Carmen Castorina: When a legend retires

carmen castorinaThe first rule of sportswriting used to be “Don’t god up the ballplayers.” Which meant that athletes were not necessarily better or worse people because they were ballplayers; they were just different, and you needed to keep that in mind when you wrote about them.

That approach has served me well over the past three decades, because it made sense for everything I’ve written about: politics, business, film, music, food (especially food), and wine. Perspective is all, and just because someone is a fine winemaker doesn’t mean they’re a good parent or friend or colleague.

So how do I write a piece honoring perhaps the best wine PR person in history without godding him up? Carmen Castorina, who retired earlier this month after some three decades at E&J Gallo, was adored by his colleagues (three farewell lunches); admired by his competitors (“Whenever I see Carmen I smile and feel good”); and apparently returned every phone call he ever got. Would that some of the ballplayers I dealt with were half that talented.

Which is not to say that Carmen and I never had a disagreement. Writers and PR people are born to trouble as the sparks fly upward. But what made Carmen the best, and why he was so respected, was that he never let those disagreements get in the way of doing his job. No grudges or snide remarks, and certainly not any of the punishments so popular today — being excluded from events or not told about news because the writer wasn’t “part of the team.”

Carmen always had a story, whether it was the time we were having lunch in Troy Aikman’s booth at a Dallas restaurant and Aikman, the former Cowboys quarterback, showed up and had to sit elsewhere. Or working with Ernest Gallo — yes, that Ernest Gallo — to market the winery’s first varietal wins and to help to take the California wine business into the 20th century. Or, as Carmen told our mutual pal Alfonso Cevola, how he set up umbrellas on the Jersey Shore in summer when he was a kid and that “Al Martino [of “Godfather” fame] always gave me a 50-cent tip. ?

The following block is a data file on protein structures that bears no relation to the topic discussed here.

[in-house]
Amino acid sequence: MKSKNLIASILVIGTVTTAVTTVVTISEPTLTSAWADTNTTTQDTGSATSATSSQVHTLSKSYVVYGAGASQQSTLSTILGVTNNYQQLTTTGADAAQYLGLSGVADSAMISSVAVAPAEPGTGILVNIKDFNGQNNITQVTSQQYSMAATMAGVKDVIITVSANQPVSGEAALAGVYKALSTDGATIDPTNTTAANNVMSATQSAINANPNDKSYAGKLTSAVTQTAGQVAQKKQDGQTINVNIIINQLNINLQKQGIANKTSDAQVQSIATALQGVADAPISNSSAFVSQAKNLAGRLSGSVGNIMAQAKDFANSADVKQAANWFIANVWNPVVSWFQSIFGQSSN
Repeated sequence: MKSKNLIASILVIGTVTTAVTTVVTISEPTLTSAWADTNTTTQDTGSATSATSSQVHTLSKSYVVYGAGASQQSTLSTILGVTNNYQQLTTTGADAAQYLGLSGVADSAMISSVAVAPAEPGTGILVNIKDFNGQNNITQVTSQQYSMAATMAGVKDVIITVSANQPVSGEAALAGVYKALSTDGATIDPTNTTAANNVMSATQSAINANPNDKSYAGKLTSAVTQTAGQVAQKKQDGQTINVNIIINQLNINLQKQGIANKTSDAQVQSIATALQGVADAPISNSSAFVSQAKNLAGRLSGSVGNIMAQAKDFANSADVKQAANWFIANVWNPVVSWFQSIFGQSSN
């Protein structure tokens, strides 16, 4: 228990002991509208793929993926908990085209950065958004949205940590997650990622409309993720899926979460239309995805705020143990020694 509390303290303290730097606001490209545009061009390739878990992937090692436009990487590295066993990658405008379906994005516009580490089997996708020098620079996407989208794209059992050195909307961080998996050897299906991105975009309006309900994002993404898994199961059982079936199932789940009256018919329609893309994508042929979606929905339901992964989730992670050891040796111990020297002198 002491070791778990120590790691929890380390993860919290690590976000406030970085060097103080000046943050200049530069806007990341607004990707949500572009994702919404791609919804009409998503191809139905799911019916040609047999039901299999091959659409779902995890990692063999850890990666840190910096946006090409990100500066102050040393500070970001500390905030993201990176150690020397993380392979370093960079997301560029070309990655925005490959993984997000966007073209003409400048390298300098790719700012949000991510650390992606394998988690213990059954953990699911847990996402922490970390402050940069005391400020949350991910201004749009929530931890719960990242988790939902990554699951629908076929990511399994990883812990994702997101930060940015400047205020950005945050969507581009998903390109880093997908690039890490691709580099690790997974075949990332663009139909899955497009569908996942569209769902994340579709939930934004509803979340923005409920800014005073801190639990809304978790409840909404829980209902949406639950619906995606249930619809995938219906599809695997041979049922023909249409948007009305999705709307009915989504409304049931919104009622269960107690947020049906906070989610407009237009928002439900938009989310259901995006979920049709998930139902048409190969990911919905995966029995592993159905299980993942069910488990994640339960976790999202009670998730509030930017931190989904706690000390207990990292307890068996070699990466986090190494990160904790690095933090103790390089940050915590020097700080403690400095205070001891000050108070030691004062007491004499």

I’ve dealt with PR people since the late 1970s, and almost no one did it better. So Carmen will be missed. I’ll even miss his little digs about my failure to include Gallo’s Barefoot in the $10 Hall of Fame and his insistence that Notre Dame was as good a school as my alma mater, Northwestern. And we’ll still have lunch now and again; I just hope Aikman doesn’t want his booth. Cause he ain’t getting it.

Slider image courtesy of Afonso Cevola and on The Wine Trail in Italy, using a Creative Commons license

4 thoughts on “Carmen Castorina: When a legend retires

  • Pingback: Carmen Castorina: When a legend retires | The W...

  • By Alfonso Cevola (@italianwineguy) -

    great post….we all loves us some Carmen…sad to see him go….

  • By Lisa Carley -

    I met Carmen in Argentina on a press trip, and have been in touch intermittently since. He’s a great guy; a true gentleman. He will be missed.

  • By Diane Teitelbaum -

    One of the two greatest I ever worked with over 3 decades – the other being Lars Leicht with Banfi.

    Carmen is the ultimate gentleman, hard working, very knowledgeable, with impeccable follow up and very aware. He should open a PR school. Hopefully he’ll still be available for advice on occasion, if he’s not off fishing.

Comments are closed.